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March 17, 2009


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Thank you for your comment, Nurse J.

Nurse J

The past year of my life has been turned upside down because I did not contact an attorney as soon as the Board contacted me! I was contacted by the State Board of Nursing regarding "acting strangely/possible mental emotional health issues." The person who had contacted me from the state nursing board acted very nice and like my case "wasn't that big of a deal" and "they get thousands of complaints". I cannot believe how ignorant I was! Think about it, if a police officer contacted you to investigate anything (no matter how big or small), the first thing you would do is CONTACT AN ATTORNEY! Think about Board investigations the same exact way, no matter how big or small you think the matter is! Wish I could go back in time!


I wish I had contacted an attorney when I first had the instinct that I should. Instead I researched the OBN bars to employment as it relates to criminal convictions and pressed on in school. As graduation neared I was offered and accepted a job and applied for an Ohio license, I figured I could always get a KY license later. Needless to say after 6 weeks I finally got my ATT tested and passed, but couldn't get my license without signing a consent agreement with permanent practice restrictions and two years of probation. I consulted with LaTonia (way too late) and was able to get my license. Had I met with her before I graduated and applied I may have been able to secure an unrestricted license in at least one state. My point is we should invest in a consultation with a licensed legal professional before we even make application to any board to plot the best course of action. If at anytime the Board contacts you for anything that may hinder your license, call someone. Do not try to navigate those waters by yourself. They hold the power over your ability to earn a living.... be educated before you agree to their terms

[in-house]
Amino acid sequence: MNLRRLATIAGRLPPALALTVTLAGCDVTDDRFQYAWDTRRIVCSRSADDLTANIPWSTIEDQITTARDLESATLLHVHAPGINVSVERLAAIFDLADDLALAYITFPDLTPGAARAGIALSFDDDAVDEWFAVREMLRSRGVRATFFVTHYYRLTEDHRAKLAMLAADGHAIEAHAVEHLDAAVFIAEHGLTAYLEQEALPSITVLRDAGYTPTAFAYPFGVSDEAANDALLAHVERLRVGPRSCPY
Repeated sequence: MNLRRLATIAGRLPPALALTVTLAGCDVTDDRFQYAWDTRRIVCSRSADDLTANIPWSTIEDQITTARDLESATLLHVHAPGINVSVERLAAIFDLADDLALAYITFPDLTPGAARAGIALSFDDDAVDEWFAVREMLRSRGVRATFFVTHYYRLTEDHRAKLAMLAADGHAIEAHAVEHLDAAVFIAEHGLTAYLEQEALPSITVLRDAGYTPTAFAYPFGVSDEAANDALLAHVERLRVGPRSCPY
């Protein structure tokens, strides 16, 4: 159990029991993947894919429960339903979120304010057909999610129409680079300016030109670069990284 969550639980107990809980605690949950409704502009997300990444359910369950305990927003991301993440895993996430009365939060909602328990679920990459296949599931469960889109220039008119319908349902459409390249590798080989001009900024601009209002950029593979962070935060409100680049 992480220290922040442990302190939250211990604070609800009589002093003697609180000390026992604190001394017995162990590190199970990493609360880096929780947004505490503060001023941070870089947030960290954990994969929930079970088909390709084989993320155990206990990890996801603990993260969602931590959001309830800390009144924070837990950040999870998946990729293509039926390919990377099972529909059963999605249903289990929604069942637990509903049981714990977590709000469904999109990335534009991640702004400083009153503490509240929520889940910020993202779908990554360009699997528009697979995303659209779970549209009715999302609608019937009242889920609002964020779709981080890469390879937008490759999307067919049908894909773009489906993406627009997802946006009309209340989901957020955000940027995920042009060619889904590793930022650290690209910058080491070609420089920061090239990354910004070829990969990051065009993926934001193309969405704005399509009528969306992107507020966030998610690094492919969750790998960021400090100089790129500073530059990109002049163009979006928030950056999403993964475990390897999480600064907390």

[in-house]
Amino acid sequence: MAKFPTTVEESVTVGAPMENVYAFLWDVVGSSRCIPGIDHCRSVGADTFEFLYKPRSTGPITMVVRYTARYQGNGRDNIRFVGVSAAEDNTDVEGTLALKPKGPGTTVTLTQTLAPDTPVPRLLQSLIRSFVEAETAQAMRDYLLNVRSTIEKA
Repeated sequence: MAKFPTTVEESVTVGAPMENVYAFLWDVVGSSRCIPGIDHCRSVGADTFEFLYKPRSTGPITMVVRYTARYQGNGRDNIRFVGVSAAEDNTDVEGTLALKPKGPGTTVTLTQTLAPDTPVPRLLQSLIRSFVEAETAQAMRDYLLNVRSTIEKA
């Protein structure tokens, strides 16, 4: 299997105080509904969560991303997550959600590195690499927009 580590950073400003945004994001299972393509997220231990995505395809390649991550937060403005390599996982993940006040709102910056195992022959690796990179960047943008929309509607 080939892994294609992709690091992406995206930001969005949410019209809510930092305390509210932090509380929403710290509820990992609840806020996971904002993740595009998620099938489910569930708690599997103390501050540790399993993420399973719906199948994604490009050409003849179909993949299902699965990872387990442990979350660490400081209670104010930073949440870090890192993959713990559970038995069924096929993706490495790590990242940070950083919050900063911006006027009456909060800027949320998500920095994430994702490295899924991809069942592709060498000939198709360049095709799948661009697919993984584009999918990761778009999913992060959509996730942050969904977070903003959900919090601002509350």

Jack Stem

I think a common mistake nurses make in these types of situations is they trust that the board will have their (the nurse's) best interest at heart and will "advocate" for them. So many nurses seem to think if they meant well then all will be forgiven after they meet with the board or investigators and explain their side of the story. When things begin to "go south", it becomes clear the board isn't thinking about the nurse, they're worrying about public safety. Meaning well doesn't negate ignorance of the nurse practice act.

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